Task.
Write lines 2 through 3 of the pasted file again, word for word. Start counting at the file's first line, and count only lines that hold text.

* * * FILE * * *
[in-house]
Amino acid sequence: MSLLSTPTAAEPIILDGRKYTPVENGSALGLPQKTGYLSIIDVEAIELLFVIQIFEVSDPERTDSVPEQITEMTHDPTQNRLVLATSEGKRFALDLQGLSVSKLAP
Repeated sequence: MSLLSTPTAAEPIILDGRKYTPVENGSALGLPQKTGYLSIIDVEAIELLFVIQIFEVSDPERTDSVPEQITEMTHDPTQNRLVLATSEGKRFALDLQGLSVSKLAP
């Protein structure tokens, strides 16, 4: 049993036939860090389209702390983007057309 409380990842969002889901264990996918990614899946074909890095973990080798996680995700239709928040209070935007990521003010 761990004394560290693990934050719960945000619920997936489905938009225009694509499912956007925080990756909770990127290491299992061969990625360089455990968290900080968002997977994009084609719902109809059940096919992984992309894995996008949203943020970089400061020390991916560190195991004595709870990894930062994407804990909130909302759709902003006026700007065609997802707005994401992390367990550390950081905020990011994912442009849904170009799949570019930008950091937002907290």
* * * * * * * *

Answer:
Amino acid sequence: MSLLSTPTAAEPIILDGRKYTPVENGSALGLPQKTGYLSIIDVEAIELLFVIQIFEVSDPERTDSVPEQITEMTHDPTQNRLVLATSEGKRFALDLQGLSVSKLAP
Repeated sequence: MSLLSTPTAAEPIILDGRKYTPVENGSALGLPQKTGYLSIIDVEAIELLFVIQIFEVSDPERTDSVPEQITEMTHDPTQNRLVLATSEGKRFALDLQGLSVSKLAP